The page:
Rocky Mountain Earthquake [Public Domain]

Earthquake in the Rocky Mountains [Public Domain]

In mid-October, 2014, Banff was shaken by a small tremor measuring 2.7 on the Richter scale. But back in 1918, the area suffered a 6.0 earthquake, which is no small matter. This time around, Banff mayor Karen Sorensen contacted her fellow mayor at nearby Canmore to see if they had felt anything, but said that Canmore’s mayor felt nothing. According to the Banff mayor, the quake felt like a large truck rumbling by for a few seconds. So, Banff does get the occasional earthquake. Who would have thought?


Chain stores:

In case you’re wondering if Banff has more in common with North York than you thought, chain stores are a big concern to some local residents, who want to preserve the uniqueness of Banff. But back in March, 2013, the town council voted 5-1 not to put further restrictions on chain stores opening franchises in Banff. Tourists tend to like to shop in chain stores and so do many locals according to Mayor Sorensen. It seems locals like the mix of local business and chain store franchises.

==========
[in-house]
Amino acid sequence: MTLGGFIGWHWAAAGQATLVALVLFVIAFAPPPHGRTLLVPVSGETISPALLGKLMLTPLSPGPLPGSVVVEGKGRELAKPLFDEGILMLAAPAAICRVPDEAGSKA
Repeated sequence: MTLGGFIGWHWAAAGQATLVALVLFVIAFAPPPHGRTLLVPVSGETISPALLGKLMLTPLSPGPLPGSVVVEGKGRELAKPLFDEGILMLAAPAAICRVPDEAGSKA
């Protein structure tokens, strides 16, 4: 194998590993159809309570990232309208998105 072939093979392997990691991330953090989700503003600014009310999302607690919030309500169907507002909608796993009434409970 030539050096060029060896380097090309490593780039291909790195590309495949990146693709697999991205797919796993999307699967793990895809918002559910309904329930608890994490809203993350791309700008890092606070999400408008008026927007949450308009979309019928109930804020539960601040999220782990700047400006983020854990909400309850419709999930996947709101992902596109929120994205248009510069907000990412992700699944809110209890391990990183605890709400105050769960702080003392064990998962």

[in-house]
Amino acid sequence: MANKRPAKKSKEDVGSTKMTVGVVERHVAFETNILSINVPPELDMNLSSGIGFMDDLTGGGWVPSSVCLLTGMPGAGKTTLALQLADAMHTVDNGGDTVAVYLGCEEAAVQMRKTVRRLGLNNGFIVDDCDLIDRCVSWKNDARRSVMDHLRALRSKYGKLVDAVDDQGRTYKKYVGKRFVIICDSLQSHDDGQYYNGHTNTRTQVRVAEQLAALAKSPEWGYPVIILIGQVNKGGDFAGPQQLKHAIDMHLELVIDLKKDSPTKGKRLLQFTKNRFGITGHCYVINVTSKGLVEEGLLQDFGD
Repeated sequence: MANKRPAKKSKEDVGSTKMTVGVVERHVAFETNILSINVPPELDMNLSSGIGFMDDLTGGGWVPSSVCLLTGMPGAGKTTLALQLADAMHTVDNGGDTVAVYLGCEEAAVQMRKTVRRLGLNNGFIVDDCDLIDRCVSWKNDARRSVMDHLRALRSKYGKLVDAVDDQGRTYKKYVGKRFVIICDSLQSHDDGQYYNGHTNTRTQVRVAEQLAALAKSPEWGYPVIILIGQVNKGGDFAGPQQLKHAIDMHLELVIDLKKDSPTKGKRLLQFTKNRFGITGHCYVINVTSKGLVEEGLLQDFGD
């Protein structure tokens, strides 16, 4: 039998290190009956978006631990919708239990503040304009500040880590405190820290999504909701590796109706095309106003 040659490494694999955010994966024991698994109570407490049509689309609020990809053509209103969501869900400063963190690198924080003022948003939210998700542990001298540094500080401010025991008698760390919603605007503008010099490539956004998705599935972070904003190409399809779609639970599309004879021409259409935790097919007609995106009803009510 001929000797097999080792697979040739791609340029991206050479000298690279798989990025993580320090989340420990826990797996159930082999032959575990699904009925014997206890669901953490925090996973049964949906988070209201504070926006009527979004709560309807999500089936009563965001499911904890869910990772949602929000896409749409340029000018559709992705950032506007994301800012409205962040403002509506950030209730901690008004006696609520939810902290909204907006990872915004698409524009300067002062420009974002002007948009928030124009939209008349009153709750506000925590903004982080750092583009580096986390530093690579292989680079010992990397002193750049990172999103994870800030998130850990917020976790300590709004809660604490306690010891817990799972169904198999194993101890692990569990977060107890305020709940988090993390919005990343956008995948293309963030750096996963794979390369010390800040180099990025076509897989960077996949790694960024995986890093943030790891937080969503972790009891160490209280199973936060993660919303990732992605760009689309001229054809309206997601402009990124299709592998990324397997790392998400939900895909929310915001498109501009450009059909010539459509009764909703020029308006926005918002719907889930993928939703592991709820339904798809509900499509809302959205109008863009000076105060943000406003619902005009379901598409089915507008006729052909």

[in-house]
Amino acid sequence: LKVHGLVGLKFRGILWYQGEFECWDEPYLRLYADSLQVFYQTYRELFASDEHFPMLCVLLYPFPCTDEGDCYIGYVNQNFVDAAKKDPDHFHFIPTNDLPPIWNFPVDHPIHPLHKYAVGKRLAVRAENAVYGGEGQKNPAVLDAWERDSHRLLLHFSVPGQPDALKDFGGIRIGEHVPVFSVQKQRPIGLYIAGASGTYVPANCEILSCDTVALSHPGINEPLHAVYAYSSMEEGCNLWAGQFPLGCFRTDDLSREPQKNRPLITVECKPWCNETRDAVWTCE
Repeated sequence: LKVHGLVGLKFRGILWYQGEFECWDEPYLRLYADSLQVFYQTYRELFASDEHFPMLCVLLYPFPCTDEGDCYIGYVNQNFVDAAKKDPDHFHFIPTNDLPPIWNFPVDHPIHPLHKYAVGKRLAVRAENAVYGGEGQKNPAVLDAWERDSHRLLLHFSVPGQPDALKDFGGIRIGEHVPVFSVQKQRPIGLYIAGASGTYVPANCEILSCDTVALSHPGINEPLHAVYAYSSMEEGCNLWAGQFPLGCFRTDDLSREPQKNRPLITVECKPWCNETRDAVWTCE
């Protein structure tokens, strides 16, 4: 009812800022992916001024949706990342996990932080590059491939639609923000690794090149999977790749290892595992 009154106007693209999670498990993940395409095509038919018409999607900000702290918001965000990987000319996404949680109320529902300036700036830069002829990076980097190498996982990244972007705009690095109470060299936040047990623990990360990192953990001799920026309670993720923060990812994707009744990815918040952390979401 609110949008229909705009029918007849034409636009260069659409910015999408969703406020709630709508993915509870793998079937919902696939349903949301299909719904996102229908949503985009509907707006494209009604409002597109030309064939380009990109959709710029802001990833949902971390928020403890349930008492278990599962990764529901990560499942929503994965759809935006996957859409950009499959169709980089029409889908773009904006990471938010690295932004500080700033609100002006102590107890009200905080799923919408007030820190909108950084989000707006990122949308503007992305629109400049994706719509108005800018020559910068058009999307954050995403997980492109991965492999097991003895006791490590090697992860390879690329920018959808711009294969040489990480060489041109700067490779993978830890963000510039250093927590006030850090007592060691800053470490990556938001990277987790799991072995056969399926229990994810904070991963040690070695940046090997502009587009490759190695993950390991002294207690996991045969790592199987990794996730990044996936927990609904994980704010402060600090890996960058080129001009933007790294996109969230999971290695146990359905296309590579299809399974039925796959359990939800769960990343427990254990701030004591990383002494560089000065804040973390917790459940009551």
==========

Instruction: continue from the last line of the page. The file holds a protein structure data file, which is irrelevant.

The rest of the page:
Population Explosion

Estimates that Banff’s population could boom to up to 10,000 residents are troubling Parks Canada officials who want to ensure a sustainable and vibrant community within Canada’s premier National Park. Attempts at capping commercial establishments back in 1998 were designed to limit available jobs in Banff and thus keep the town’s population around 8,000. According to the 2014 Municipal Census, Banff’s total population in 2014 was 9,386, including 8,421 permanent residents and 965 non-permanent residents. That means the permanent population is 1,579 short of the feared level. A deeply troubling sign, especially given that chain stores are now able to open up in the town. Will Banff surge someday to the frightening population levels of say, Okotoks, Alberta which has around 25,000 residents and is essentially a suburb of Calgary? Not if Parks Canada bureaucrats can help it. 


Cheap Booze:

Locals Liquor by Andrew Bowden

Locals Liquor by Andrew Bowden / Flickr / CC BY-SA 2.0

If you want to save on your liquor bills, the place to go in Banff is underground. No it’s not a speakeasy; it’s called Locals Liquor. Located downstairs in the Sundance Mall. Make sure to pick up some Silver Bullets, as the locals call Bow Valley Beer which at about a buck a can, is a shot of Rocky Mountain goodness. 


So while the residents of Banff enjoy some of the most beautiful surroundings anywhere, they certainly have their share of local issues. And there remains one fascinating question: are the bicycle lanes set to stay open all winter long?